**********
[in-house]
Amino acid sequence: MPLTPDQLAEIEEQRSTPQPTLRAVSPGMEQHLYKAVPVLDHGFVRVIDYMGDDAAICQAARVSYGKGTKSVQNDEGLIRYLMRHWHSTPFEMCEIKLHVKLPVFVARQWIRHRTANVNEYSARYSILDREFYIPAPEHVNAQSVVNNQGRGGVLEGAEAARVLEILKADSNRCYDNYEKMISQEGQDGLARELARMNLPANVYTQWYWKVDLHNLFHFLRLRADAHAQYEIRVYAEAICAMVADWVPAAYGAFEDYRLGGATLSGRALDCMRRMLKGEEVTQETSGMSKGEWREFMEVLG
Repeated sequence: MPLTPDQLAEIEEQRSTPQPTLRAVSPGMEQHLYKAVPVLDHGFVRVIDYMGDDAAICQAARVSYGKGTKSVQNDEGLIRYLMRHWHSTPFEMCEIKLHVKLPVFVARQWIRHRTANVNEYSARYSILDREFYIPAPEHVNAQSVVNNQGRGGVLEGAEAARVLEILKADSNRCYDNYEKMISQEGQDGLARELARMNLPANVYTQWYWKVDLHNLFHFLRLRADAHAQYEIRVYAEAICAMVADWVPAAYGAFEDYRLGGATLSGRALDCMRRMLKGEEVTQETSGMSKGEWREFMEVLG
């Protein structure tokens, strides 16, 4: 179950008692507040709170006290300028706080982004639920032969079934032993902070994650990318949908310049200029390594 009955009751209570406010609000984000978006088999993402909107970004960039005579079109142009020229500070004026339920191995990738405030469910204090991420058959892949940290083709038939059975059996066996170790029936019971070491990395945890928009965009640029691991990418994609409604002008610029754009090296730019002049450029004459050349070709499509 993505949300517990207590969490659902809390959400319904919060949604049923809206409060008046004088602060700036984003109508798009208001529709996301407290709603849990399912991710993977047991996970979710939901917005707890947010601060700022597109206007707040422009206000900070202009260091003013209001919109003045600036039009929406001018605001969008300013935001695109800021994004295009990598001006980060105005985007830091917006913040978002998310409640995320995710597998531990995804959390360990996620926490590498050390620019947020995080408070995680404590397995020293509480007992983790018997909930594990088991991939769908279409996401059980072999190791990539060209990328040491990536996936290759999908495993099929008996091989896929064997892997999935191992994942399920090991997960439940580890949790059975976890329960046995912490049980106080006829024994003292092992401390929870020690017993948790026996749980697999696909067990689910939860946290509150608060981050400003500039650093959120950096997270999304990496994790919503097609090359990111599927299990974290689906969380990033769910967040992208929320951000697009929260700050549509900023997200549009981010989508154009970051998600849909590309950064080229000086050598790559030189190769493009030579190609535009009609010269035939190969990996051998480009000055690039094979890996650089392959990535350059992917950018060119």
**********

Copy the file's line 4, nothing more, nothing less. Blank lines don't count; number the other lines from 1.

């Protein structure tokens, strides 16, 4: 179950008692507040709170006290300028706080982004639920032969079934032993902070994650990318949908310049200029390594 009955009751209570406010609000984000978006088999993402909107970004960039005579079109142009020229500070004026339920191995990738405030469910204090991420058959892949940290083709038939059975059996066996170790029936019971070491990395945890928009965009640029691991990418994609409604002008610029754009090296730019002049450029004459050349070709499509 993505949300517990207590969490659902809390959400319904919060949604049923809206409060008046004088602060700036984003109508798009208001529709996301407290709603849990399912991710993977047991996970979710939901917005707890947010601060700022597109206007707040422009206000900070202009260091003013209001919109003045600036039009929406001018605001969008300013935001695109800021994004295009990598001006980060105005985007830091917006913040978002998310409640995320995710597998531990995804959390360990996620926490590498050390620019947020995080408070995680404590397995020293509480007992983790018997909930594990088991991939769908279409996401059980072999190791990539060209990328040491990536996936290759999908495993099929008996091989896929064997892997999935191992994942399920090991997960439940580890949790059975976890329960046995912490049980106080006829024994003292092992401390929870020690017993948790026996749980697999696909067990689910939860946290509150608060981050400003500039650093959120950096997270999304990496994790919503097609090359990111599927299990974290689906969380990033769910967040992208929320951000697009929260700050549509900023997200549009981010989508154009970051998600849909590309950064080229000086050598790559030189190769493009030579190609535009009609010269035939190969990996051998480009000055690039094979890996650089392959990535350059992917950018060119």